Animal Kingdom (2010) dir. David Michod
Starring: James Frecheville, Joel Edgerton, Guy Pearce, Ben Mendelsohn, Jacki Weaver
By Alan Bacchus
With “Animal Kingdom’ the debut feature from Aussie director David Michod, we are bear witness to one of the most exciting new voices in masculine-fueled muscular cinema.
Michod wears his influences proudly on his sleeve, from Michael Mann to Paul Thomas Anderson and even the new crime masterpiece from Jacques Audiard, “A Prophet“. “Animal Kingdom” is an Aussie crime tour de force of its own, an elegant saga worthy of the same breath as these filmmakers and their own great films.
James Frecheville is Joshua ‘J’ Cody, Michod’s Henry Hill, or Michael Corleone or Malik from “A Prophet“, who enters the film wet behind the ears and exits the film a stone cold killer. We first see him watching Aussie game shows on TV while his overdosed mother lies dead on the couch. With nowhere to go he calls up his grandmother to ask what to do. And so J joins up with his estranged family of criminals, who up until then had been kept separate from him by his mother. There are his three uncles, including Baz (Joel Edgerton), the paternal leader, and the lady MacBeth mother of the group J’s grandmother (Jacki Weaver). Later, Pope (Ben Mendelsohn) the most wanted and dangerous member of the family arrives and plots vengeance against the police Armed Robbery Squad which has instigated an all out bloody war against the family.
Though we’re in present day Melbourne, Michod crafts his world like the lawless west. J, the innocent, is thrown into the deep end of a precarious band of thieves. Under the leadership of Baz, the group is a disciplined family unit, under Pope’s command, he’s like Sonny Corleone leading the family into doom. J’s torn allegiances remind us of Clint Eastwood playing both sides of the gang war in Fistful of Dollars. But Michod arguably wrings out even more tension, because only we the audience are aware of the double crosses on the horizon.
As a first feature Michod is clear to project a muscular cinematic style. More specifically he’s channelling the auteur crime work of Michael Mann. His portrayal of his characters as family members first and criminals second has the same natural realism Mann adds to his genre pictures. Even Michod’s sound work and musical score is reminiscent of Mann’s ambient atmospheric soundscapes. Like Mann, Michod’s music overlaps and bridges scenes an effect which keeps the characters closely tied together.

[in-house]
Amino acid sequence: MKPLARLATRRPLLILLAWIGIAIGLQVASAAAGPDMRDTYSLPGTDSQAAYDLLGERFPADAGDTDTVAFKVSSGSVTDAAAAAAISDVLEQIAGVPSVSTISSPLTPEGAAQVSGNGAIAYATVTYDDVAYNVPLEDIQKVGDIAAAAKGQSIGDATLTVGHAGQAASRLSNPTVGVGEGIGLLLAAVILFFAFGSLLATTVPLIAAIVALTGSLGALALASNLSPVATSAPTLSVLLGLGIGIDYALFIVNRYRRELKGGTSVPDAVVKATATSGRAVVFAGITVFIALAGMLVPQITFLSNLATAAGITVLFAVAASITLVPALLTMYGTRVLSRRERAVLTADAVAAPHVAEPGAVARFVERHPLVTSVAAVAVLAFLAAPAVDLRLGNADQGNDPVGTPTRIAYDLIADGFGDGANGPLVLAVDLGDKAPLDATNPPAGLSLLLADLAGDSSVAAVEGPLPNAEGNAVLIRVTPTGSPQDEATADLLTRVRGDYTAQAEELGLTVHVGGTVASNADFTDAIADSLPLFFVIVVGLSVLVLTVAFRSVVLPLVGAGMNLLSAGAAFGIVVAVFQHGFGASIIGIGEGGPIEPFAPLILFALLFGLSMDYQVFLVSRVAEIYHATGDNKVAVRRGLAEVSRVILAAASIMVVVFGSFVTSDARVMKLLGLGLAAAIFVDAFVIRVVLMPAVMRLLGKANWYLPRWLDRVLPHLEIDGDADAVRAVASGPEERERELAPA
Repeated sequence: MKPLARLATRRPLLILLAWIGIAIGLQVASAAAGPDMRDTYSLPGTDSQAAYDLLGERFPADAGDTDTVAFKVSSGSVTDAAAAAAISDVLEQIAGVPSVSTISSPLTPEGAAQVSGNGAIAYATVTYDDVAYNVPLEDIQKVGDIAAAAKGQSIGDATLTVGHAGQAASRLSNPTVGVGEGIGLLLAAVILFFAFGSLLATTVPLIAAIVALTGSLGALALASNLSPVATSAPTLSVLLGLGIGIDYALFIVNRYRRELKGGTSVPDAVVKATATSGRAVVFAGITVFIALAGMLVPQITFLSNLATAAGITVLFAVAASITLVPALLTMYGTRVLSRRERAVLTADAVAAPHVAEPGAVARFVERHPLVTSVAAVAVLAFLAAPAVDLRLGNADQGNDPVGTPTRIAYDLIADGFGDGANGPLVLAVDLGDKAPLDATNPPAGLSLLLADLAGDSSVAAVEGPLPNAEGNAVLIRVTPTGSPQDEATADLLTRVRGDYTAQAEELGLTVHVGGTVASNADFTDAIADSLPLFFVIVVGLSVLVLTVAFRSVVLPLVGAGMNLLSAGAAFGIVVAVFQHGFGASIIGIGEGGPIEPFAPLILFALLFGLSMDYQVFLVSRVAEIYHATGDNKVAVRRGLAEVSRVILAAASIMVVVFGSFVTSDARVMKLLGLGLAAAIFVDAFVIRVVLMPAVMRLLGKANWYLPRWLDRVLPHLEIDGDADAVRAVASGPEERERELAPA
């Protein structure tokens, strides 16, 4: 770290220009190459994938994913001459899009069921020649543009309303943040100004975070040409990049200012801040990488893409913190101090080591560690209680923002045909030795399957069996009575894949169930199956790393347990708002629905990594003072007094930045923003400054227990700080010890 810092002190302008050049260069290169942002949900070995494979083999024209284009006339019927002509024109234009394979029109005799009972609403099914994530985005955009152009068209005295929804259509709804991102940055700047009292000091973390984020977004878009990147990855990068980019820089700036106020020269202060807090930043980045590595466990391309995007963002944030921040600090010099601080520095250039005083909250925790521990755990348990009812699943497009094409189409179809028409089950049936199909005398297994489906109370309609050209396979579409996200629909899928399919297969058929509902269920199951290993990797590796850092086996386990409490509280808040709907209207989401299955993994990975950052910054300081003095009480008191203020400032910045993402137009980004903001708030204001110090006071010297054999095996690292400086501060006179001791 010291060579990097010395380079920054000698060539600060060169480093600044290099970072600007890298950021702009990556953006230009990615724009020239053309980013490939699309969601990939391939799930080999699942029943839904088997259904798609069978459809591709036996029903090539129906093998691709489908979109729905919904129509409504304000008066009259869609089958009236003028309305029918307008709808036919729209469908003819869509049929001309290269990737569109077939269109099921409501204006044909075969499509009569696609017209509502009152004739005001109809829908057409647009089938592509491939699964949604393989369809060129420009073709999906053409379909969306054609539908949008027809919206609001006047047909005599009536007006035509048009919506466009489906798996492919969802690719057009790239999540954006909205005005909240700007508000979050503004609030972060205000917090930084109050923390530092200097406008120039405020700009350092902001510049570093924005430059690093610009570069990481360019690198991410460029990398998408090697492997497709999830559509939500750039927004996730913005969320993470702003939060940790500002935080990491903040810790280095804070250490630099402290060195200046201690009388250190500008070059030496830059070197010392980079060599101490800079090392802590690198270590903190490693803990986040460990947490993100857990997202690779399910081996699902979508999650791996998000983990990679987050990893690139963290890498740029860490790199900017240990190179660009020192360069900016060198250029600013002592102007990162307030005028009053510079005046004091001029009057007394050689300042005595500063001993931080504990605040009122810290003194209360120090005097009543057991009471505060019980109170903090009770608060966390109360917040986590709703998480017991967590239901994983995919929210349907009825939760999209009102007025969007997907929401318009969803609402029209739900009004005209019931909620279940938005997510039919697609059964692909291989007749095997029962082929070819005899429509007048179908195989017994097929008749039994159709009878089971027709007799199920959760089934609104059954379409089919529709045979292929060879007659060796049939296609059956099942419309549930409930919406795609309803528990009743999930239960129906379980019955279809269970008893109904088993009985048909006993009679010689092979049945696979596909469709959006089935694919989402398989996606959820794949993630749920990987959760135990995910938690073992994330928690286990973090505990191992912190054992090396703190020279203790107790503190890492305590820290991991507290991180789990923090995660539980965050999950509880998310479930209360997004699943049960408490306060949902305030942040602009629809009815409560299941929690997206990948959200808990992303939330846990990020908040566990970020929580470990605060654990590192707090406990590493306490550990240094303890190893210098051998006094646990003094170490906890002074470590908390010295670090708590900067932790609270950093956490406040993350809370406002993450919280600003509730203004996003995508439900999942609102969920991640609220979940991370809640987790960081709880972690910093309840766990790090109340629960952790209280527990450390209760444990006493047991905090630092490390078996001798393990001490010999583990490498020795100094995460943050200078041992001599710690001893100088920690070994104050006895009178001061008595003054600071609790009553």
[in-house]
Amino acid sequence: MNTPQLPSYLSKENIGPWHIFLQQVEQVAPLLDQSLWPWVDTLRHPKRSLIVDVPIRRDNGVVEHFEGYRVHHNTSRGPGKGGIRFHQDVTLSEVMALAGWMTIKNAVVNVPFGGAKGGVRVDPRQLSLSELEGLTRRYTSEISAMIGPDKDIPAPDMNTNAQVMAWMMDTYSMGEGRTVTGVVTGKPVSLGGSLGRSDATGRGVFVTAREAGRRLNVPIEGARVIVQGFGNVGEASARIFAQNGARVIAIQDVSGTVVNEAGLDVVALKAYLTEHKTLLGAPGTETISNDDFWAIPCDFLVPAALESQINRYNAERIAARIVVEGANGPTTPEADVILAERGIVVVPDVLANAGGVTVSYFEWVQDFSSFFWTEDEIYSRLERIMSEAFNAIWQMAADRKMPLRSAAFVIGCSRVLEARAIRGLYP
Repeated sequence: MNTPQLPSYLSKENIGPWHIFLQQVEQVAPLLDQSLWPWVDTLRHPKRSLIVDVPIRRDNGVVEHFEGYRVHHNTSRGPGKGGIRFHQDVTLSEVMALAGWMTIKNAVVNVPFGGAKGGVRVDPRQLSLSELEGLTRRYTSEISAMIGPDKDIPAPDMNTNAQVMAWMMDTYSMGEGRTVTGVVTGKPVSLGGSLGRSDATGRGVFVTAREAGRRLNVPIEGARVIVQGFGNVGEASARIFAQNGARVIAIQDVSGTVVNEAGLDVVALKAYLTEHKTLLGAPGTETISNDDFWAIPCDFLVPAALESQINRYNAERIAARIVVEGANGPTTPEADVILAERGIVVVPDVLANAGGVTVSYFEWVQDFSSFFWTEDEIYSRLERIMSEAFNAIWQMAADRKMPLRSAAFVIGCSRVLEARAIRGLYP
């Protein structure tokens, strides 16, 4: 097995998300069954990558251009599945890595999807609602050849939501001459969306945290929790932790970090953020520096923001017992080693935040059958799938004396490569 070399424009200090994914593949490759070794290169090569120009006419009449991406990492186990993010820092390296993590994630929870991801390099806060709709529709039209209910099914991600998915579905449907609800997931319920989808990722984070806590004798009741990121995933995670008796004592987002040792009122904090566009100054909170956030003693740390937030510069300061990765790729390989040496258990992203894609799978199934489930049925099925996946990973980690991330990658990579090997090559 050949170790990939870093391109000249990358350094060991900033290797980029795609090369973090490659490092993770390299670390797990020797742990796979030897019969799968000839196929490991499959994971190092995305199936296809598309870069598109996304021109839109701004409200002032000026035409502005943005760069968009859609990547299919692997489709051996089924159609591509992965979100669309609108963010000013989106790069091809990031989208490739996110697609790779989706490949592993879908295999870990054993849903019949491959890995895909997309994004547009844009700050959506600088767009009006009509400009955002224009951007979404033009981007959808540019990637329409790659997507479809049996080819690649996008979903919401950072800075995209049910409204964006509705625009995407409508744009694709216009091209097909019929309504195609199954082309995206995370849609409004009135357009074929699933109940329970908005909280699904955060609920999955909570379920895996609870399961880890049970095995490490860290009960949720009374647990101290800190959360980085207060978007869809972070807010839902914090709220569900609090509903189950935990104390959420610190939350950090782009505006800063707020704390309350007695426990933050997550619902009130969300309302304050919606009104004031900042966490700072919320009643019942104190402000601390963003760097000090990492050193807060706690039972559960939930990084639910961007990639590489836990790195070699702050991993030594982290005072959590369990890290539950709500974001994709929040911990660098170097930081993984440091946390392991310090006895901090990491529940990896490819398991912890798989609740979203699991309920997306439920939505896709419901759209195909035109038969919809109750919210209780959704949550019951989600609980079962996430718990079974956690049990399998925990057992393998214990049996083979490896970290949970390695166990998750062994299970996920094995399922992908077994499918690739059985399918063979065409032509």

He would appear to be a fan of Paul Thomas Anderson, who like PTA, is not ashamed to slow down and admire his own work. Michod consciously lingers closely on his best shots, emphasizing the most minor of moments for heightened dramatic effect. At one point his camera moves around to reveal Pope ogling J’s girlfriend sleeping on the couch. The ironic Air Supply song which plays in the background has no real motivation being there, yet it works as the same kind of dramatic counterpoint as PTA’s firecraker scene set to Sister Christian in ‘Boogie Nights’.
Admirably Michod’s props up his admittedly thin narrative for the first two thirds with these extravagances. Under less capable hands these moments would reek of overindulgence, but Michod’s tone is consistently on the mark and thus we can appreciate these cinematic expressions as tools of a great auteur filmmaker.
‘Animal Kingdom’ is not perfect and works best as a great debut feature, the announcement of a new filmmaker to be excited about. Arguably the picture tends to sputter in the third act, but Michod admirably keeps his film under two hours, though I doubt the same will be said of his next film.